Maryland Nautical Sale’s president Bob Davis is a history buff, especially where history links nautical gear to real people. His recent acquisition of a pair of Wilfrid O. White parallel rules revealed the story of its former owner, and shed new light on the valiant actions of the men of the USS Emmons during World War II.
Wilfrid O. White was the founder of the chandlery and chart agent that has since evolved into Maryland Nautical Sales. Australian shipbuilder Wilfrid studied in Scotland with Lord Kelvin, and immigrated to the United States in 1898. There he married Ruth Eldridge, daughter of George Eldridge, originator of the Eldridge Tide & Pilot Book. Wilfrid established the American firm of Kelvin & White, Co. in 1919, later renamed Wilfrid O. White and Sons, Nautical Instruments & Chart Agents.
The firm operated on Baltimore’s Water Street until the company was purchased in 1957 by Captain John Hart and renamed Maryland Nautical Sales, Inc. The Davis family purchased the company in 1985, greatly expanding the business and line of products and services.
For several decades, Wilfrid O. White produced and solid brass 24” hinged parallel rules. One of these parallel rules came to be owned by Raymond “Pappy” Diehl, who served onboard the US Navy destroyer USS Emmons as a fire control Chief Petty Officer during World War II. Ray was fortunate to survive the war and return home to his family, where he mounted the parallel rules over his workbench. He looked up at them frequently, his son Robert observed, but never revealed his wartime stories to his son until much later in life, when the stories were somewhat garbled by time. Robert is well aware of the horrors of war, having experienced them in Vietnam from 1966-1967.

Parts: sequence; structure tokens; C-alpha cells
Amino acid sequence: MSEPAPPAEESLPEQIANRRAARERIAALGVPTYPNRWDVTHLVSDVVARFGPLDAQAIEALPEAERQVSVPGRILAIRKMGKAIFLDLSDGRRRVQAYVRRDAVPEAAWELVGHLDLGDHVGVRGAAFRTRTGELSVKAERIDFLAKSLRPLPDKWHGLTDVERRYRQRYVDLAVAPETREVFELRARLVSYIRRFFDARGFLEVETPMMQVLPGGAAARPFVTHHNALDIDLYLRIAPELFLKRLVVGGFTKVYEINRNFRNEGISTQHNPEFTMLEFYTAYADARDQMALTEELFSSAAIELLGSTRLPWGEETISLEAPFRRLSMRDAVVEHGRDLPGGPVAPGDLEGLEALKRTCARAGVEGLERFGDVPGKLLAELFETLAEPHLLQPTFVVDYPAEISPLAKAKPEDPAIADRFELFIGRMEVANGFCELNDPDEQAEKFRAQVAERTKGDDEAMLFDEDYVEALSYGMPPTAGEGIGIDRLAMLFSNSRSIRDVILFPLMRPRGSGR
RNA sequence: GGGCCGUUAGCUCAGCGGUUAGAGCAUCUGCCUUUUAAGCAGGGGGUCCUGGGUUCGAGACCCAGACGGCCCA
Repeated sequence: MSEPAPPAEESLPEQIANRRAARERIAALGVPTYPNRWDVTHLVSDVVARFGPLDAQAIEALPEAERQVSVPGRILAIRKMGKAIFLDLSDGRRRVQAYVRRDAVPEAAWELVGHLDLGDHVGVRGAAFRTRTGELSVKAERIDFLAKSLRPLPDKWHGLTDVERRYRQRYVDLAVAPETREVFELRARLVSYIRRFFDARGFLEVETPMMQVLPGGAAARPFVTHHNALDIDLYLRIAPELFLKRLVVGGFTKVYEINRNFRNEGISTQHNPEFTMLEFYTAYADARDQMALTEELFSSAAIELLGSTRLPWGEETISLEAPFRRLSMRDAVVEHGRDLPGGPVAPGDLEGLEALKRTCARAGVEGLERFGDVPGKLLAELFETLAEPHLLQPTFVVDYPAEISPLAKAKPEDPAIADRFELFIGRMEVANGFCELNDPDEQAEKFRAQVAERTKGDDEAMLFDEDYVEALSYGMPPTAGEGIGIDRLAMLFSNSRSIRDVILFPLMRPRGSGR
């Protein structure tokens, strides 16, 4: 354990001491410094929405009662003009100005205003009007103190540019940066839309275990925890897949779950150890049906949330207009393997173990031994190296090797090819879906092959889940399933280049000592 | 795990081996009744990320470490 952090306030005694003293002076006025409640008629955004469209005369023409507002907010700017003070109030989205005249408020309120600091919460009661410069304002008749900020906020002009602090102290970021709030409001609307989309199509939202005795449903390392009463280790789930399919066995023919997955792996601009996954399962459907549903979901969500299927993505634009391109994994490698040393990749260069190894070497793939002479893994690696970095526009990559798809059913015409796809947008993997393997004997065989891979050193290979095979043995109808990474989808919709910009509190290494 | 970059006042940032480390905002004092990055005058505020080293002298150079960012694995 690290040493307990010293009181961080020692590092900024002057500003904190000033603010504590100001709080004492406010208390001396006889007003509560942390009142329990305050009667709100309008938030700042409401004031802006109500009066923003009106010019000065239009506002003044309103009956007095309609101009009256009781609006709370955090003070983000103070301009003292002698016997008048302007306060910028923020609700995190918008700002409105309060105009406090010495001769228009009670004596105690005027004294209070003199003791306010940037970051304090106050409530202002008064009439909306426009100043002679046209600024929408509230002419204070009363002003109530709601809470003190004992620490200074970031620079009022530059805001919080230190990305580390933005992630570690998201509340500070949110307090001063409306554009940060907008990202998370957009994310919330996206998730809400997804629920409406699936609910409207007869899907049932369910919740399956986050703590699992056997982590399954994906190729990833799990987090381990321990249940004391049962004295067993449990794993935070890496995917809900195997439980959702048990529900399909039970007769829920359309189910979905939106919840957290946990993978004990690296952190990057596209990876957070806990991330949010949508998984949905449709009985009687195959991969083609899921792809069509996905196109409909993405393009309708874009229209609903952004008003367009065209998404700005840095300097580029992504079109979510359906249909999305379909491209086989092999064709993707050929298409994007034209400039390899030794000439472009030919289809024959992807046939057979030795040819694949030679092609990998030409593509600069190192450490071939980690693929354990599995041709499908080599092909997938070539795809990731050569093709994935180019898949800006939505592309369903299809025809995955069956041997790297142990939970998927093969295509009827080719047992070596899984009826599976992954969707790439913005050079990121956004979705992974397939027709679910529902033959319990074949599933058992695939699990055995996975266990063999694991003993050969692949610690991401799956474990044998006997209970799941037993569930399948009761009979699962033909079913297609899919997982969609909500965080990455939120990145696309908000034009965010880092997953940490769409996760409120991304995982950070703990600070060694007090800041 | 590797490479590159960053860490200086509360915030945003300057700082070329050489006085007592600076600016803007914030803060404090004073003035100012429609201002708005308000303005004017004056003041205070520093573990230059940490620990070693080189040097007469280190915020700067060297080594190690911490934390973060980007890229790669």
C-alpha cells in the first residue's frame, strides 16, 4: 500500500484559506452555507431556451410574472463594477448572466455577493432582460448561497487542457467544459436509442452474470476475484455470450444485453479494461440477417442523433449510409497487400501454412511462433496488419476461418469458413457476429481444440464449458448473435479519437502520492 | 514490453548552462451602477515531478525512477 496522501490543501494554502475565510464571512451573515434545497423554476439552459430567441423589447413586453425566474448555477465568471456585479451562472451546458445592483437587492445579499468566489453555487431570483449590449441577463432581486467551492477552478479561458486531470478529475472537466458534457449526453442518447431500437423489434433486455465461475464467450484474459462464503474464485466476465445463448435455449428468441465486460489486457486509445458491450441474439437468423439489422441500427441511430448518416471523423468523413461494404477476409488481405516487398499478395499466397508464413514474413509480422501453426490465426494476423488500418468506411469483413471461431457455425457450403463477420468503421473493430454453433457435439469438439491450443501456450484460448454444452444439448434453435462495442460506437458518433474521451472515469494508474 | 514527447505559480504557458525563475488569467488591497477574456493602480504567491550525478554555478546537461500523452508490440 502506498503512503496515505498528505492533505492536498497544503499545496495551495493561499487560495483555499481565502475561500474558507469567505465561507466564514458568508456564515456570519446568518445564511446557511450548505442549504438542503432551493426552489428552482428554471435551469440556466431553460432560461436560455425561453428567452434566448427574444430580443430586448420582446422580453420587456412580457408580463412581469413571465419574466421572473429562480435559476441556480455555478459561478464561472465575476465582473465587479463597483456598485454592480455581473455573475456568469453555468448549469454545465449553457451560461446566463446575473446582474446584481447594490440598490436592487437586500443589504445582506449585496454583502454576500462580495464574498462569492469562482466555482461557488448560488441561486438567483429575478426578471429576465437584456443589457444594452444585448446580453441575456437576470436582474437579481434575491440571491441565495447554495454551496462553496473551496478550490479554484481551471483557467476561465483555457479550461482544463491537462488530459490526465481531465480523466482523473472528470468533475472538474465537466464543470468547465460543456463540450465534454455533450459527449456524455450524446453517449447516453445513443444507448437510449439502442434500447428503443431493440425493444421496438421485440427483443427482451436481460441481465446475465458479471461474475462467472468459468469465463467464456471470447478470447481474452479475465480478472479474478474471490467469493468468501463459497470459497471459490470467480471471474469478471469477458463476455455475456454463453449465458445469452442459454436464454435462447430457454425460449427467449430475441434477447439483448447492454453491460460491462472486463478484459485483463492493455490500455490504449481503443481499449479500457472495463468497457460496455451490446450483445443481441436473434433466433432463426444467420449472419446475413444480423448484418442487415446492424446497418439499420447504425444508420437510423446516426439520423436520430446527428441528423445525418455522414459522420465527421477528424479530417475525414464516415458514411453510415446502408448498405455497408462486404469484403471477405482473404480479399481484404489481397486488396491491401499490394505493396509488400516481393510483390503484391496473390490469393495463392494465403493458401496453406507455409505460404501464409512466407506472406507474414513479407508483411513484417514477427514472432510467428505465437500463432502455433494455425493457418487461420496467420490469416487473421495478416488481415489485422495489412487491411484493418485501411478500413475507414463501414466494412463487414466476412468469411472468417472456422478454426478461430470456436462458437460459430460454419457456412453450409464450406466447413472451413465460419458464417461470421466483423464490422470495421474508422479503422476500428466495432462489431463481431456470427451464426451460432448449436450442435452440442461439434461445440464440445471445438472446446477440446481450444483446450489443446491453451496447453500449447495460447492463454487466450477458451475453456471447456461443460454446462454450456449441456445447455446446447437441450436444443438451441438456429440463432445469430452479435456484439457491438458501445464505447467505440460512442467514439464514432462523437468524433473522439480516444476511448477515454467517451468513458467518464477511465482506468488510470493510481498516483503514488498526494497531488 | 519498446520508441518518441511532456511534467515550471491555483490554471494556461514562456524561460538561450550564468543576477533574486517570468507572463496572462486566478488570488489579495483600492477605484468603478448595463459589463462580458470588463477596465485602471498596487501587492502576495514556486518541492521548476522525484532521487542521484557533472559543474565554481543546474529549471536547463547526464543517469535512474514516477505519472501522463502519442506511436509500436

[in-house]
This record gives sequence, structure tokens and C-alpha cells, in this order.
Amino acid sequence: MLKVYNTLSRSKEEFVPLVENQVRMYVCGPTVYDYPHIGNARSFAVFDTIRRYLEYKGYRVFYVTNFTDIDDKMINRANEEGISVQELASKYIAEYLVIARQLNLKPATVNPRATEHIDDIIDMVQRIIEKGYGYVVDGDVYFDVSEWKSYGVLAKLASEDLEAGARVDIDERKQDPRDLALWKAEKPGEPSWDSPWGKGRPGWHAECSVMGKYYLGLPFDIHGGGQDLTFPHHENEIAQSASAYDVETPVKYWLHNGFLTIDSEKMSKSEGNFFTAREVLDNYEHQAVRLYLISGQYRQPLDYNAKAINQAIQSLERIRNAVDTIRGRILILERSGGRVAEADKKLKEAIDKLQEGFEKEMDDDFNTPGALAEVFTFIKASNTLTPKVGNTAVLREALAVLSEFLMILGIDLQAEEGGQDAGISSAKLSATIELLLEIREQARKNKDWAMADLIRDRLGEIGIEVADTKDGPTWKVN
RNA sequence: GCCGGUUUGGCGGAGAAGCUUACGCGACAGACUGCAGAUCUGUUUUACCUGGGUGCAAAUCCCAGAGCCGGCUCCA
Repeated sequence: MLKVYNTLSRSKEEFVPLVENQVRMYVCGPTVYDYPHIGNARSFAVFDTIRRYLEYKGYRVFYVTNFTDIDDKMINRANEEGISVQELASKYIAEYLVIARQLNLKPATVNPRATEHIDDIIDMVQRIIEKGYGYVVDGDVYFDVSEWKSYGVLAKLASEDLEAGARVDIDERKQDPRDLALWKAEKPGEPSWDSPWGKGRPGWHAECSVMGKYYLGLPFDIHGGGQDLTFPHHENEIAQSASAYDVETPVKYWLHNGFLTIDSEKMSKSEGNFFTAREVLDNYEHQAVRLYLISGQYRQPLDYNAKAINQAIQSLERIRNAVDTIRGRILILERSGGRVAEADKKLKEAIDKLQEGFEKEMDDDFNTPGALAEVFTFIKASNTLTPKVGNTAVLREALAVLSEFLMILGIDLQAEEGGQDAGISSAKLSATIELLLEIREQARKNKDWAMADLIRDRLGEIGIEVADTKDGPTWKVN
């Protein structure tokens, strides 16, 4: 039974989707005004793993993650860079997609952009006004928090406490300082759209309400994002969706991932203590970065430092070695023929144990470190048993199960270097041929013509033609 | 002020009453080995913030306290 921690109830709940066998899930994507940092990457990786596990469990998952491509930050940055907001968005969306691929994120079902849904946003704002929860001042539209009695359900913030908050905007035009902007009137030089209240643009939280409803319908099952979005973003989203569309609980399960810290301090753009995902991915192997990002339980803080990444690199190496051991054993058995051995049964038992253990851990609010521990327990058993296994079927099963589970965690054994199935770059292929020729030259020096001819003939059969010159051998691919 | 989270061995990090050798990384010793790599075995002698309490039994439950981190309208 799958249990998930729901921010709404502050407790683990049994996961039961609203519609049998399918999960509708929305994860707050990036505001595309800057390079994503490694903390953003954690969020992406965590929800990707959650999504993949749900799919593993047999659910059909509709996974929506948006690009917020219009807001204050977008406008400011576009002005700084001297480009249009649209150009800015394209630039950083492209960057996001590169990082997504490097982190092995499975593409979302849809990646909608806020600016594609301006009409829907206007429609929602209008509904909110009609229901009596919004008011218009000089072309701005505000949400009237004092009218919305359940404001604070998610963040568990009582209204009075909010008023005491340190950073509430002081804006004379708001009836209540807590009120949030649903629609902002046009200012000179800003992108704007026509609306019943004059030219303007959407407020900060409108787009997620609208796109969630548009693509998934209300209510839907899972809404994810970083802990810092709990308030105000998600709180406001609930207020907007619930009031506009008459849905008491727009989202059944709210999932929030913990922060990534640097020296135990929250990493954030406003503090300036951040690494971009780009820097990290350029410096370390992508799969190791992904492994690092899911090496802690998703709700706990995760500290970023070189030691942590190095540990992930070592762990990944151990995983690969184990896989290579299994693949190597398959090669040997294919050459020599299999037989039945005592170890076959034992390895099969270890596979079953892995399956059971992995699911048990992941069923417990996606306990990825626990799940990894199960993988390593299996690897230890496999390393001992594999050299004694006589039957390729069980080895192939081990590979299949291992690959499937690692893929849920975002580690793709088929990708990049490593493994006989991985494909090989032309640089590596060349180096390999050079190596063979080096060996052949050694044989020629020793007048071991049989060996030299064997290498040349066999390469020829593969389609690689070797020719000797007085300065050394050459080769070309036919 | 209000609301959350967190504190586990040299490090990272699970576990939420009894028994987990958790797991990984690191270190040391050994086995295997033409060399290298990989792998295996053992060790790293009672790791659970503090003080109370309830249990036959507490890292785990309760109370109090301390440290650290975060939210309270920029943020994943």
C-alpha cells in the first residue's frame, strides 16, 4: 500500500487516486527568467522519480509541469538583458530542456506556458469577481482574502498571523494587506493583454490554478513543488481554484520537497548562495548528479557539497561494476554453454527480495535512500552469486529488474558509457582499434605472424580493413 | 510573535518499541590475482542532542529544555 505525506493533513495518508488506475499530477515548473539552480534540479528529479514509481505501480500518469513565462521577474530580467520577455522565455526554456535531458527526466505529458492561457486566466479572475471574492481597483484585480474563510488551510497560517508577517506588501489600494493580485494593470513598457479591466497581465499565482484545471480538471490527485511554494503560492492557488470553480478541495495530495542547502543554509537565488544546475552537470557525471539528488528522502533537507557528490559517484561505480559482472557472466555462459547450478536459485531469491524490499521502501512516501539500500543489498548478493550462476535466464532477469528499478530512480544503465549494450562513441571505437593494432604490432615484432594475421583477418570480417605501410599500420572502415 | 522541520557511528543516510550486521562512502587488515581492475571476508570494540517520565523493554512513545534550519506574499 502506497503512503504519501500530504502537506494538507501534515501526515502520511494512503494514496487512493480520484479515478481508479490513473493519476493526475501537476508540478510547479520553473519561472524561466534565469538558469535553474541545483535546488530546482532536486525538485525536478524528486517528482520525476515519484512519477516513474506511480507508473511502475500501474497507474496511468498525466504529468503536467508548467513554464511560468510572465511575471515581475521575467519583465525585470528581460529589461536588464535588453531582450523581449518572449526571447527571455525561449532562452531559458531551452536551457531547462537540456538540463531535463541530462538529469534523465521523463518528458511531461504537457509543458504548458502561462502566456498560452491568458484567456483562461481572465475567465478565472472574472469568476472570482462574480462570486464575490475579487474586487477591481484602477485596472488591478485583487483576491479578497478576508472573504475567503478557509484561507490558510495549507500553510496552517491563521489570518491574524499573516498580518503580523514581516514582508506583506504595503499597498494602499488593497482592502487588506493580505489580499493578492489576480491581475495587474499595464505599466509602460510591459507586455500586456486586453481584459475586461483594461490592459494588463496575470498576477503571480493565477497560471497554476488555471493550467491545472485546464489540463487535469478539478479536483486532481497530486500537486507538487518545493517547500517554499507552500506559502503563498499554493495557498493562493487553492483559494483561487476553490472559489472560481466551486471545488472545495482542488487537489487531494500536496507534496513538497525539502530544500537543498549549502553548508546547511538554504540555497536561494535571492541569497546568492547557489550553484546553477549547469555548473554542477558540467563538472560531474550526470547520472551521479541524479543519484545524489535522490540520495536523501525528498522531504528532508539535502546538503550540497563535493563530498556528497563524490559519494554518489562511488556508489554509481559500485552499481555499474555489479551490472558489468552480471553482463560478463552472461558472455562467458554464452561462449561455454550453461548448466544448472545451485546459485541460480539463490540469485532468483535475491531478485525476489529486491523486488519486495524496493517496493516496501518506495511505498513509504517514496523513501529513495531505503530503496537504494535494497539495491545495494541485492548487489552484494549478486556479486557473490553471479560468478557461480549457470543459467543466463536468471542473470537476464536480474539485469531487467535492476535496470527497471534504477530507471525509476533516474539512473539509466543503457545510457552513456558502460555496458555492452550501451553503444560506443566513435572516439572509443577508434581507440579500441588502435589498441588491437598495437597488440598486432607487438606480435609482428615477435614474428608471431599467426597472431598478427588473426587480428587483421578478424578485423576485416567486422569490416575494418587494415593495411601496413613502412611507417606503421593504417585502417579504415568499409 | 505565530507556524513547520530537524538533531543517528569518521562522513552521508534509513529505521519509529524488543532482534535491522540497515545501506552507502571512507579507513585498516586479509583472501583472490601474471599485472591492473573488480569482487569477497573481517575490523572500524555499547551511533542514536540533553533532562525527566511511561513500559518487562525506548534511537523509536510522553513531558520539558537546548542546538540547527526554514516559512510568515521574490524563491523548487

When Ray died in 2012, the parallel rules were passed to Robert. He did some research to discover their purpose, and decided to contact a few chandleries to see who might be interested in preserving this piece of history. Bob Davis of MNS responded, and after a series of emails, Bob now has the parallel rules displayed in the Baltimore office, along with a 1941 Wartime Event Cover from the USS Emmons.
Ray’s son Robert and the USS Emmons Association provided MNS with a brief history of USS Emmons, DD‐457/DMS-22. Launched in 1941, the ship’s history is filled with great moments of heroism by her crew. After shakedown diplomatic cruises in Central America, Emmons operated in the European theater, participating in nearly every major landing in the European Atlantic, including the momentous sea land engagement at Normandy, France.
As the war in Europe came under control, Emmons moved to the Pacific theater to engage the Japanese. She fought valiantly until April 6th, 1945 – a tragic day near Okinawa where she was hit by five kamikazes and was put out of commission. Despite valiant firefighting efforts, a heavy explosion ensued and the order to abandon ship was given. All night, the burning Emmons drifted toward shore, and the US Navy gave the decision to scuttle the ship before she reached enemy hands. She now lies approximately 140 feet below the ocean’s surface, with a bronze monument giving the names of the 60 brave men who perished that awful, fateful day.
The USS Emmons was awarded 5 Battle Stars and the Naval Unit Commendation. One of her four commanding officers, Edward Baxter Billingsly, authored the book entitled “The Emmons Saga”, detailing the valiant story of the USS Emmons.
Robert expressed that he is proud and honored to be Ray Diehl’s son, and is happy that the parallel rules have found a home where they will be displayed - honoring, in some small measure, the heroic and noble men of the USS Emmons. After 70 years, it seems the parallel rules have returned to family.